It’s easy to forget the mistakes of the past. It’s even easier if you are too young to remember them. And that’s part of the problem with the British government and Northern Ireland. There is collective amnesia in much of the current British political generation about a century mostly of neglect for Northern Ireland since it was created in the 1920s – neglect, until the bombs and shootings started.
That neglect from Westminster allowed representatives of the Protestant majority in the Stormont parliament near Belfast to discriminate against the Roman Catholic minority for generations. It blew up – literally – in the violence of the Troubles from 1968 until the Good Friday Agreement of April 10, 1998.
During the Troubles about 3,000 people were killed, around 300 of them police officers. British government indifference towards Northern Ireland was disastrous then and it could be repeating the same mistake now. The shadow of a gunman - as the Irish playwright Sean O’Casey once called it – remains.
I lived and worked in Northern Ireland during the Troubles and knew people who were murdered, brutalised, kneecapped, jailed for crimes they did not commit and traumatised.
Kneecapping, by the way, was a punishment for supposed offences used by illegal paramilitary organisations to terrorise the public. The knees of those considered to be offenders were shot off with a variety of weapons. Some never walked again. I am mentioning these horrors because after a generation of (mostly) peace, Northern Ireland’s cities and towns are thriving and unrecognisable from the places where bombs were going off almost daily, destroying shops, offices and lives. But that peace looks increasingly fragile.
The roots of the current problem lie in Brexit. Northern Ireland voted to remain in the EU but former UK prime minister Boris Johnson’s government made unionists – those who want to remain part of the UK – feel badly treated. That’s because he agreed – in effect – to move the Irish border in trade and customs terms into the Irish Sea.
Treating Northern Ireland differently from England, Scotland and Wales is a red line for unionists. It led to the collapse of the power-sharing government at Stormont, with the biggest unionist group refusing to work with the Irish republican party, Sinn Fein.
Beyond this political vacuum and a lack of energy at Westminster there is now an urgent problem. The massive data breach of information revealing the identities and personal details of 10,000 officers and civilian support staff in the Police Service of Northern Ireland puts lives and therefore peace at risk.
Dissident republican terrorists – those who believe they can somehow "unite" Ireland by killing people – now have information which can enable them to strike terror into the forces tasked with keeping law and order. Despite the ceasefire from the Provisional IRA, those dissident republicans have continued a sporadic campaign of terror in which police officers have been attacked and shot.
Politicians from both Protestant and Catholic communities are trying hard to prevent further violence and to find those responsible for the data breach but that is not enough. The British government needs to get a grip. Yet many politicians in England think there are few votes for them spending energy on Northern Ireland.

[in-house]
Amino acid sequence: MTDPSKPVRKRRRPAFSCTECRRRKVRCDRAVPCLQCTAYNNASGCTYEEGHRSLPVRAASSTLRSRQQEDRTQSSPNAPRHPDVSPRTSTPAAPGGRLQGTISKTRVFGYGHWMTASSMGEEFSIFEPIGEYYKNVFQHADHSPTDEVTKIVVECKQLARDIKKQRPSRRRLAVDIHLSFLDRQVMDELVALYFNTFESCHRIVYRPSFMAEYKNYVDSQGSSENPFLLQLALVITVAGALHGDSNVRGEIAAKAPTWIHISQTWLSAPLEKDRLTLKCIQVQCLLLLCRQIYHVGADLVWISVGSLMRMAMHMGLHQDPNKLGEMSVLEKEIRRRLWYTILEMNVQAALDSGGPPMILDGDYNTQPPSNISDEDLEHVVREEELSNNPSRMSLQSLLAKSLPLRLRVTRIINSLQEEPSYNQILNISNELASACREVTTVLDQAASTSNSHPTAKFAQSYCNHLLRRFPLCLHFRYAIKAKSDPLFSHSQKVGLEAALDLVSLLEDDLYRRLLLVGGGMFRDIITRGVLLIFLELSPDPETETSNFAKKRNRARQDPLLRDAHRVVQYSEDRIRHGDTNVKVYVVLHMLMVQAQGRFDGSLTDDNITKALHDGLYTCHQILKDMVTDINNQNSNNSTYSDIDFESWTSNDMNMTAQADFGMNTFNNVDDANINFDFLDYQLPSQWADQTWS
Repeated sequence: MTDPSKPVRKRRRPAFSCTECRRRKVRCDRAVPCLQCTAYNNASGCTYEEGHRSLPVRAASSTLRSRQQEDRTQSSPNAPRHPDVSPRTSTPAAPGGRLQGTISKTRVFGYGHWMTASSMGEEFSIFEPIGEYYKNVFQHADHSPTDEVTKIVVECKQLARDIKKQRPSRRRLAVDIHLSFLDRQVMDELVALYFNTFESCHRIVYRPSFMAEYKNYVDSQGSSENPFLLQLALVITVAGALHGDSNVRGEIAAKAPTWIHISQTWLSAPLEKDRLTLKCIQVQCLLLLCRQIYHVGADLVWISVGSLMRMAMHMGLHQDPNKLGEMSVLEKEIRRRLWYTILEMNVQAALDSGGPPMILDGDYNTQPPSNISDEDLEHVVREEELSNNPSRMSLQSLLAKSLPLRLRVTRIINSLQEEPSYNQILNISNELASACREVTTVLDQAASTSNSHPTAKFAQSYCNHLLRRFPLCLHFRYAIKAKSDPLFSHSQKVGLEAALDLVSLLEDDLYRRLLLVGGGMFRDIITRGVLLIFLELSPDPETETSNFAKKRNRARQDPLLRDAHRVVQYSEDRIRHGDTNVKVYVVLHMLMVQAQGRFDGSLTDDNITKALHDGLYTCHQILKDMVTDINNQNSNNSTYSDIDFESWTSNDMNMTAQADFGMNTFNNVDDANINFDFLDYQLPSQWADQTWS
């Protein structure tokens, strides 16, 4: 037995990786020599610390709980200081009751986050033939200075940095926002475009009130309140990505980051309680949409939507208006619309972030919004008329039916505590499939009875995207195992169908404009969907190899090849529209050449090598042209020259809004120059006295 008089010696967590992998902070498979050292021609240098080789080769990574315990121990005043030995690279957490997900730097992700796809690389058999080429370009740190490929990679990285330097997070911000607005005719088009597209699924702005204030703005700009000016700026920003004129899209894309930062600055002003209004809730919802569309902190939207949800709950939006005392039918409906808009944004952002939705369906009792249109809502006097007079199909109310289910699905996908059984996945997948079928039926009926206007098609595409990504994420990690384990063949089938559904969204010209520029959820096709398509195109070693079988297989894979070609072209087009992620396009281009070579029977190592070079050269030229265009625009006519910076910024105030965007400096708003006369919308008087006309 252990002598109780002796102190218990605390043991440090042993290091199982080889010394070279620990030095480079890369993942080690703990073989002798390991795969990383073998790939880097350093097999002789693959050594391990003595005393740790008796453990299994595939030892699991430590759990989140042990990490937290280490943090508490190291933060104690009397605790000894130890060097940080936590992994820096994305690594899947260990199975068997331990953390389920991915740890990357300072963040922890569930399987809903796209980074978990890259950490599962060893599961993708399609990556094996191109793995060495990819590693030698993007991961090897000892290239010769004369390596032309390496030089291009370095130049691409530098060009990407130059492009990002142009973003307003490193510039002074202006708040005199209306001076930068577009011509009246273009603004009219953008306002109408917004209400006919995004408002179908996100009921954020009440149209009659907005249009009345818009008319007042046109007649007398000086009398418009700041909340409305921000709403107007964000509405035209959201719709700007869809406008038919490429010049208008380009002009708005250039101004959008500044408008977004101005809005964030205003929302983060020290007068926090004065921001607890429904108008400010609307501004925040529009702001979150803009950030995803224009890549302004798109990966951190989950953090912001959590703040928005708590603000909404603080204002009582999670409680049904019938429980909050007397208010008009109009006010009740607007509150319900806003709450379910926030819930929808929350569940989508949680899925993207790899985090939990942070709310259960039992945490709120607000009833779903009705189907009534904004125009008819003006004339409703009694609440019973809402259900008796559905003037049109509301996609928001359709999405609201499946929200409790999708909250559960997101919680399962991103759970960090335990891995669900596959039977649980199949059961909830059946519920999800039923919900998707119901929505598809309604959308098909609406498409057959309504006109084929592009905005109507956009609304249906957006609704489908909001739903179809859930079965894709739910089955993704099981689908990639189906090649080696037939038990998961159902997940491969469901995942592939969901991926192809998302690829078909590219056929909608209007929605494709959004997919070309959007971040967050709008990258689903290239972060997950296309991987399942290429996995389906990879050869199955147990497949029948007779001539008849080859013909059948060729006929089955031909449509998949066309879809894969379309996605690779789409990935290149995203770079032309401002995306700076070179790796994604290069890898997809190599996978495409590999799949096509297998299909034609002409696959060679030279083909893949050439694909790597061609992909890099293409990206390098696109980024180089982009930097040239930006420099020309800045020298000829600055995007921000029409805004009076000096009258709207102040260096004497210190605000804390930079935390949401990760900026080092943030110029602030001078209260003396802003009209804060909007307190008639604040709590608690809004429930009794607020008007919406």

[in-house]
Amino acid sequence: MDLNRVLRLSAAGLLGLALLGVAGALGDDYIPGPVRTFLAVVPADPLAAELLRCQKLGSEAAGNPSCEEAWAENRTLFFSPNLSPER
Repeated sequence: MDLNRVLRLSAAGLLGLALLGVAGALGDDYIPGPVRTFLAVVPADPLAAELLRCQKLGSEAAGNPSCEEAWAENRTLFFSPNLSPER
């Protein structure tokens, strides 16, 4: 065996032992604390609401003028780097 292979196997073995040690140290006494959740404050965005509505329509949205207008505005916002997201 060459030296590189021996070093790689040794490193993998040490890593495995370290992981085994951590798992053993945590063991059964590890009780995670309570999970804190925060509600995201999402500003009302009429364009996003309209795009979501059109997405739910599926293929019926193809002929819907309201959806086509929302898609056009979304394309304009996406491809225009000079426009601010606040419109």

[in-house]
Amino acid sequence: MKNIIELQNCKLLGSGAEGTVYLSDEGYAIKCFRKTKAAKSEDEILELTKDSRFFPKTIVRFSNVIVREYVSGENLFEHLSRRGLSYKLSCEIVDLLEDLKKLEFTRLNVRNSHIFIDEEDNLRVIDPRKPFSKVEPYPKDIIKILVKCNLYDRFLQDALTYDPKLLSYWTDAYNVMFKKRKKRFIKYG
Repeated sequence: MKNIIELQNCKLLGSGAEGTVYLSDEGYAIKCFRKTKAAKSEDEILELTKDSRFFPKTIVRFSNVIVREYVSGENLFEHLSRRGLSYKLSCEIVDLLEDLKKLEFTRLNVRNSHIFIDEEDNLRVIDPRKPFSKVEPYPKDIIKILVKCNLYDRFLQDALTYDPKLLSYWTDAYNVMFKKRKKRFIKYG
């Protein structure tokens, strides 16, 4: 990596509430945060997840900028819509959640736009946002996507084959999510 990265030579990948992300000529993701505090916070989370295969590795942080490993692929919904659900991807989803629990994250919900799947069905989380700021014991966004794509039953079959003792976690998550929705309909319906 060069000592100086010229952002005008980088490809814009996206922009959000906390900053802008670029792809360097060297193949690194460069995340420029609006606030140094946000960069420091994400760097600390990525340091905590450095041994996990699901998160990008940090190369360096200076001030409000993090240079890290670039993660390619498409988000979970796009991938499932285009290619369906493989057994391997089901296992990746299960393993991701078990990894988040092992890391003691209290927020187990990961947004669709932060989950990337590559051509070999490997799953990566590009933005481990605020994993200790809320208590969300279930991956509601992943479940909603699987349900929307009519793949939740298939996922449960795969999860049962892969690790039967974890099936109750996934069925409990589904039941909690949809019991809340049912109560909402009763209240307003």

Mr Johnson as prime minister was particularly cavalier. Unionist politicians who passionately want to be part of the UK spoke of Mr Johnson as an “English nationalist”, who only thought about England (where most of his voters live) and had little interest in Northern Ireland, Scotland or Wales.
In the autumn, I’m heading to Belfast, a city I love. Friends there often reflect on how British government carelessness is an unwelcome tradition. Nature proverbially abhors a vacuum and the political vacuum at Stormont is loved only by those disruptive dissident terrorists.
UK Prime Minister Rishi Sunak doesn’t even seem to have Northern Ireland on his political "to do" list. Yet this is a moment which demands leadership, and Mr Sunak should lean hard on unionist politicians to push them to return to some kind of Northern Ireland government. He also must provide whatever resources are necessary to ensure that police officers and their families can feel safe in their homes at night and even be moved elsewhere if necessary.
But Mr Sunak’s Conservative Party is beset by other problems and internal divisions. For months it has trailed way behind the opposition Labour Party in popularity with a general election thought likely in autumn 2024.
Mr Sunak is confronted with economic difficulties, failing infrastructure, migrant boats, the Brexit mess, industrial disputes, profound dissatisfaction with the National Health Service and a long list of other gripes and grievances.
But instead of the Sunak legacy being that of a caretaker prime minister achieving very little and perhaps losing badly – as the polls seem to predict – in 2024, he could use his energy and influence towards ensuring peace and tranquility for British citizens in Northern Ireland who, (rightly), often feel they are ignored. The alternative – endless political stalemate coupled with a return to violence and instability – is too grim to contemplate.